Thespis, a Leading Man
Glaucus, a member of the Chorus
Time: 6th century B.C.
Location: Ancient Greece. Backstage at Athens Amphitheater. 10 minutes until Curtain.
Glaucus: (Enters from wing, calling off-stage) Thank you, Ten!
Thespis: (Enters from opposite side as Glaucus, doing vocal warm-up exercises...culminating with) drrrrach-ma. drach-MAH! DRACH-mah.
Glaucus: Stop worrying, Thespis. You will give an Olympian performance tonight. And if that fails, you can always rely on your lovely face.
Thespis: But I will be wearing a mask.
Glaucus: Even wearing the mask of Tragedy, your unique qualities shine through, my boy. Like a star in the heavens! No doubt, after tonight’s performance, Zeus himself will reserve a spot in the night sky for your soul to sparkle when you die.
Thespis: Does my face look lovelier when I speak in this direction, (turns head) or facing this direction?
Glaucus: Where will your audience be? Speak in the direction of their ears.
Thespis: But what if I misspeak, Glaucus?! What if tonight, in front of all the free citizens of Athens, I, Thespis of Icaria, flub history’s first line?
(Groups of women and men are arriving for the show.)
Glaucus: Welcome to Athens Amphitheater, my ladies, sirs. Have you come to see tonight's Choral performance? Most excellent. We have a very special treat for you tonight. (to Thespis) See how the nymphs and even the satyrs...
Thespis: Satyrs! (Leading man smile, as if for the camera.)
Glaucus: ...much admire your comely good looks.
Thespis: But is god-like beauty enough, Glaucus?
Glaucus: I said good looks.
Thespis: I don’t want to be known merely as a mythical physique, an Adonis.
Glaucus: (under breath) Narcissus more like.
Thespis: I want to be remembered, nay Glaucus, celebrated, for my skill as …as an…what do we call this? Is it choric refrain anymore? With only one singer? We don’t even have a name for this in Greek. Am I really the first...ever…to try this?
Glaucus: In my knowledge, dear Thespis, which admittedly is not so vast as your own, I have never before heard of a Chorus member attempting a solo. Since the dawn of Chronos, there has always been a Chorus. We are the necessary foundation of a story well told. How else would the audience know the playwright’s meaning? Without the Chorus to explain it to them? In song? But never before has a single member of the Chorus stepped forward, by himself, under his own spot of torchlight, and spoken in the voice of another man or acted out the deeds of another man or pretended to be another. Indeed Thespis, this is a new kind of theater.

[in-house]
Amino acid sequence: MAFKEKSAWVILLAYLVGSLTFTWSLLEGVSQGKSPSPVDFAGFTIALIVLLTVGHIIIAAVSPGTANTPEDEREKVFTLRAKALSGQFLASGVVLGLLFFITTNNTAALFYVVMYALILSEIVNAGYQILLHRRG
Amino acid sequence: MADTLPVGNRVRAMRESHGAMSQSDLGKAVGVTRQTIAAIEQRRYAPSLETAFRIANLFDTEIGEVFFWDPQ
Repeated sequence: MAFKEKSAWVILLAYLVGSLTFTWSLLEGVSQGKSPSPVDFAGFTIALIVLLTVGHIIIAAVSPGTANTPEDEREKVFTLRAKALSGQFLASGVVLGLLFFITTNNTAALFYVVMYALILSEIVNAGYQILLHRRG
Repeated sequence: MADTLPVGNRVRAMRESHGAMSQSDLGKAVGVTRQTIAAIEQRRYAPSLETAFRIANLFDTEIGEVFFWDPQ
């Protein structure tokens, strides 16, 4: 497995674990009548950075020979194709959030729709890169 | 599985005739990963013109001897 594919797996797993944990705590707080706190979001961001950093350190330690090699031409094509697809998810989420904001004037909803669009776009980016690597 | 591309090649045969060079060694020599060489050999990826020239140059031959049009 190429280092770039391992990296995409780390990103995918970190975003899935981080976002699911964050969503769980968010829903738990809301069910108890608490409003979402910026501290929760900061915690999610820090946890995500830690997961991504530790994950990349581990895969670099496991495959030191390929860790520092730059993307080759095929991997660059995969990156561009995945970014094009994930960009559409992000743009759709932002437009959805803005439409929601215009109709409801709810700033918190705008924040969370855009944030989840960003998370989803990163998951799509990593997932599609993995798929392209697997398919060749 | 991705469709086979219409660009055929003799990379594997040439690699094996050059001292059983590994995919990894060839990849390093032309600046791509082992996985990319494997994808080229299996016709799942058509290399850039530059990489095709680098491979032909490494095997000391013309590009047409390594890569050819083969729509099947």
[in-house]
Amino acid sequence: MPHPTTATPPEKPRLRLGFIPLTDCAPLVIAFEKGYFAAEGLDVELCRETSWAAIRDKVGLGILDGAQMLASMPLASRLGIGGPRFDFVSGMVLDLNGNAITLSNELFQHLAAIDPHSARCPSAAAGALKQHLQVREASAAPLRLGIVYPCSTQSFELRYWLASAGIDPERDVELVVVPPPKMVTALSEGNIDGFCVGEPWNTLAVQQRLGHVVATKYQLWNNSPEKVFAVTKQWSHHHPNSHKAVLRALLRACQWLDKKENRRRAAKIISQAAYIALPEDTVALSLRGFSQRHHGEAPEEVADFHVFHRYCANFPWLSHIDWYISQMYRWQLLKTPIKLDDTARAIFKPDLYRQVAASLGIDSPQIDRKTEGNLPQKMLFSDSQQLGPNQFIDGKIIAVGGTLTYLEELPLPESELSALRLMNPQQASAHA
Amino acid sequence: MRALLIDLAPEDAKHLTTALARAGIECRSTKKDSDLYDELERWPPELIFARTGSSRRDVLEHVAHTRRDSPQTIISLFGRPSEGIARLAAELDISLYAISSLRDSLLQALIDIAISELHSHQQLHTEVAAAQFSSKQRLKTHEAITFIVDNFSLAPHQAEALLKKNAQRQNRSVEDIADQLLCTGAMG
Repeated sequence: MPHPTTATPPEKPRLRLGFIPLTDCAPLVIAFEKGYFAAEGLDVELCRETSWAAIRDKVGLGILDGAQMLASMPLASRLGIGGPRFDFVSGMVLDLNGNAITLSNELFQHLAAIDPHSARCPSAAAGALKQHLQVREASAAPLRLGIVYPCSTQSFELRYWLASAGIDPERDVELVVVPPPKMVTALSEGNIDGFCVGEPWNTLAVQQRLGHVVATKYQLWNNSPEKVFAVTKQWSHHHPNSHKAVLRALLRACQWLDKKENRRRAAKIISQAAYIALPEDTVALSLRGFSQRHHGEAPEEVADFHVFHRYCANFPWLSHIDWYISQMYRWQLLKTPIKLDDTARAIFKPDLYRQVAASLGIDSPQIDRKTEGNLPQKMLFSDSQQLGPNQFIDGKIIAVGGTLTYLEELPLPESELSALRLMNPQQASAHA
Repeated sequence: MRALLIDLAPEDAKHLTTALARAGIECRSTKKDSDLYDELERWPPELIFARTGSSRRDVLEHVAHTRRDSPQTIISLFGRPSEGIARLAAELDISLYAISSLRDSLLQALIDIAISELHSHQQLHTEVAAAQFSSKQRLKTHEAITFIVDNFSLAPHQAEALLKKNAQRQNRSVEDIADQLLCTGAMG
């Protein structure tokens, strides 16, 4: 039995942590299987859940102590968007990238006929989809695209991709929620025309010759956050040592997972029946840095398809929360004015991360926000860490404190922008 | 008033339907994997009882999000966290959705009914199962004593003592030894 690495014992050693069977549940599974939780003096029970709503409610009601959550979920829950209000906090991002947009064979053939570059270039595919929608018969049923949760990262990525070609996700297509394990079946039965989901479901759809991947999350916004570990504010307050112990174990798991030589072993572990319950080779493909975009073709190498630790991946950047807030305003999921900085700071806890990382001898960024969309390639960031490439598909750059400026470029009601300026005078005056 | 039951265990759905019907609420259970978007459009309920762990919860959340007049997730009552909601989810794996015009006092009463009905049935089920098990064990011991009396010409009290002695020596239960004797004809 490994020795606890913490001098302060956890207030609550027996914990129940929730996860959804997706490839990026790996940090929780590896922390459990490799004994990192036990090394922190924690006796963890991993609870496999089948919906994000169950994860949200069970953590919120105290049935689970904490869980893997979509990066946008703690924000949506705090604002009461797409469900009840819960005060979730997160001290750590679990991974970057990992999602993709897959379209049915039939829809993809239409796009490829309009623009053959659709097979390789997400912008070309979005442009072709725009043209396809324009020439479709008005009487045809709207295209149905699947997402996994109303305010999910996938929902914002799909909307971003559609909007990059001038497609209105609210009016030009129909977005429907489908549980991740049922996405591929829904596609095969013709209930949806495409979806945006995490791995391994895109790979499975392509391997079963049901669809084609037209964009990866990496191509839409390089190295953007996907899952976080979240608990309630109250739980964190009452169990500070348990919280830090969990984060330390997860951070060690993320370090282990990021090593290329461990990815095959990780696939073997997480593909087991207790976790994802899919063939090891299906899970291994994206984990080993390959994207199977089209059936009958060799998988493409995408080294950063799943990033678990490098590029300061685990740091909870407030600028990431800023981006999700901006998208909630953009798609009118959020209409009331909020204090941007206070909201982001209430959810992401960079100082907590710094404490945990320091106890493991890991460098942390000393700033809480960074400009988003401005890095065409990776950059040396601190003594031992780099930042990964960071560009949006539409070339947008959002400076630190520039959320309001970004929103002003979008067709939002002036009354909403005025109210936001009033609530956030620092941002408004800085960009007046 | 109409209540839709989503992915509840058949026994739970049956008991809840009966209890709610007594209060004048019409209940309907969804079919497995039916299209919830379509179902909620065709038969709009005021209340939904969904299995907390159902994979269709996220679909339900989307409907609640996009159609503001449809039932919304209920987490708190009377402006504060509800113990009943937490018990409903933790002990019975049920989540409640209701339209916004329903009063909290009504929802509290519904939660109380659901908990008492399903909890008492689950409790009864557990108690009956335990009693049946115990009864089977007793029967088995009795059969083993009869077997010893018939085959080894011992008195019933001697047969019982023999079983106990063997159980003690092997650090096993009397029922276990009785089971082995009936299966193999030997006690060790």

Thespis: How does one person pretend to be another?
Glaucus: Hmm…alright, let us start with your name.
Thespis: Surely you know me, Glaucus. We have sung together the stories of gods and heroes in wildly dithyrambic refrain for 8 years. Thespis. Of Icaria.
Glaucus: Dear Zeus. Yes, I do know you, Thespis, my boy. Now introduce yourself as the person you pretend to be.
Thespis: Oh! Of course. Right! (grabs Glaucus by the forearm in a Greco-Roman handshake. Casually introduces himself as if to a business associate.) I am Pericles.
Glaucus: You are? Really? Is this how a statesman, an orator, a general of Thrace greets his warriors?!
Thespis: I am Pericles?
Glaucus: Mean it. Again!
Thespis: I am Pericles!
Glaucus: More authority! Again!
Thespis: I am Pericles! I am Pericles!
Glaucus: (tents fingertips together and nods) Goooooood.
Thespis: This will instill fear and respect for Pericles in the audience.
Glaucus: Not the audience. The armies of Thrace. If you pretend to be Pericles, then pretend to stand where Pericles stands. (turns Thespis by the shoulders toward audience.) On a hilltop, above the valley where Thracian warriors have assembled to receive his command.
Thespis: Yes, I see. And then, I shall roar like a fearsome lion. (roars) To ensure fear and respect in the audience...(catching on) armies of Thrace!
Glaucus: (beat) I like where you are going. Choose something else.